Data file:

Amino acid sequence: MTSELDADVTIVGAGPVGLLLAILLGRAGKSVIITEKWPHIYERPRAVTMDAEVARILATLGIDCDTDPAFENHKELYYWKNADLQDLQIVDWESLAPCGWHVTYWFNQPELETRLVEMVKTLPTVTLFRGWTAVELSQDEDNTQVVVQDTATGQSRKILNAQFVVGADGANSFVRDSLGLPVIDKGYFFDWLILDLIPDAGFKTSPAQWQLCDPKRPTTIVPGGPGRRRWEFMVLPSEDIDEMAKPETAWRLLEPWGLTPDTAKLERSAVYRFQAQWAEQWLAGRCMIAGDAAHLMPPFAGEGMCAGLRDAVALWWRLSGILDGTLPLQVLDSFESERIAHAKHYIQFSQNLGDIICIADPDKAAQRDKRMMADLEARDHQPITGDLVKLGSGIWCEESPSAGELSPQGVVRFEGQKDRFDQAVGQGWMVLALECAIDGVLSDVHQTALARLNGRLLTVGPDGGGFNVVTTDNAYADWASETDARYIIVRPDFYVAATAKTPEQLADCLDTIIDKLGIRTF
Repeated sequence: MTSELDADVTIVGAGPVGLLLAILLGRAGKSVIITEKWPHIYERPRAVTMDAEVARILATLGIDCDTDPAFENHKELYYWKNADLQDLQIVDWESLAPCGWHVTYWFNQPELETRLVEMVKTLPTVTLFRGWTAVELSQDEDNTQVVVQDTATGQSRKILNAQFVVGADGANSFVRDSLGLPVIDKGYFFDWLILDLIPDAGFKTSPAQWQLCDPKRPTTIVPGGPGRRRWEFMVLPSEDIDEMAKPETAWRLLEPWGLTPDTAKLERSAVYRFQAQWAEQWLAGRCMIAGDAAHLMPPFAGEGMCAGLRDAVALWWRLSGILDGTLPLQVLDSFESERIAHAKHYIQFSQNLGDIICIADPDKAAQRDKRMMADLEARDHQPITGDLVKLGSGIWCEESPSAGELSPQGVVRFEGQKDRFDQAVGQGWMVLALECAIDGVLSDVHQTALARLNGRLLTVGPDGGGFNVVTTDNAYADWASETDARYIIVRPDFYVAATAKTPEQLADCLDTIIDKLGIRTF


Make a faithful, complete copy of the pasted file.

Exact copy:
Amino acid sequence: MTSELDADVTIVGAGPVGLLLAILLGRAGKSVIITEKWPHIYERPRAVTMDAEVARILATLGIDCDTDPAFENHKELYYWKNADLQDLQIVDWESLAPCGWHVTYWFNQPELETRLVEMVKTLPTVTLFRGWTAVELSQDEDNTQVVVQDTATGQSRKILNAQFVVGADGANSFVRDSLGLPVIDKGYFFDWLILDLIPDAGFKTSPAQWQLCDPKRPTTIVPGGPGRRRWEFMVLPSEDIDEMAKPETAWRLLEPWGLTPDTAKLERSAVYRFQAQWAEQWLAGRCMIAGDAAHLMPPFAGEGMCAGLRDAVALWWRLSGILDGTLPLQVLDSFESERIAHAKHYIQFSQNLGDIICIADPDKAAQRDKRMMADLEARDHQPITGDLVKLGSGIWCEESPSAGELSPQGVVRFEGQKDRFDQAVGQGWMVLALECAIDGVLSDVHQTALARLNGRLLTVGPDGGGFNVVTTDNAYADWASETDARYIIVRPDFYVAATAKTPEQLADCLDTIIDKLGIRTF
Repeated sequence: MTSELDADVTIVGAGPVGLLLAILLGRAGKSVIITEKWPHIYERPRAVTMDAEVARILATLGIDCDTDPAFENHKELYYWKNADLQDLQIVDWESLAPCGWHVTYWFNQPELETRLVEMVKTLPTVTLFRGWTAVELSQDEDNTQVVVQDTATGQSRKILNAQFVVGADGANSFVRDSLGLPVIDKGYFFDWLILDLIPDAGFKTSPAQWQLCDPKRPTTIVPGGPGRRRWEFMVLPSEDIDEMAKPETAWRLLEPWGLTPDTAKLERSAVYRFQAQWAEQWLAGRCMIAGDAAHLMPPFAGEGMCAGLRDAVALWWRLSGILDGTLPLQVLDSFESERIAHAKHYIQFSQNLGDIICIADPDKAAQRDKRMMADLEARDHQPITGDLVKLGSGIWCEESPSAGELSPQGVVRFEGQKDRFDQAVGQGWMVLALECAIDGVLSDVHQTALARLNGRLLTVGPDGGGFNVVTTDNAYADWASETDARYIIVRPDFYVAATAKTPEQLADCLDTIIDKLGIRTF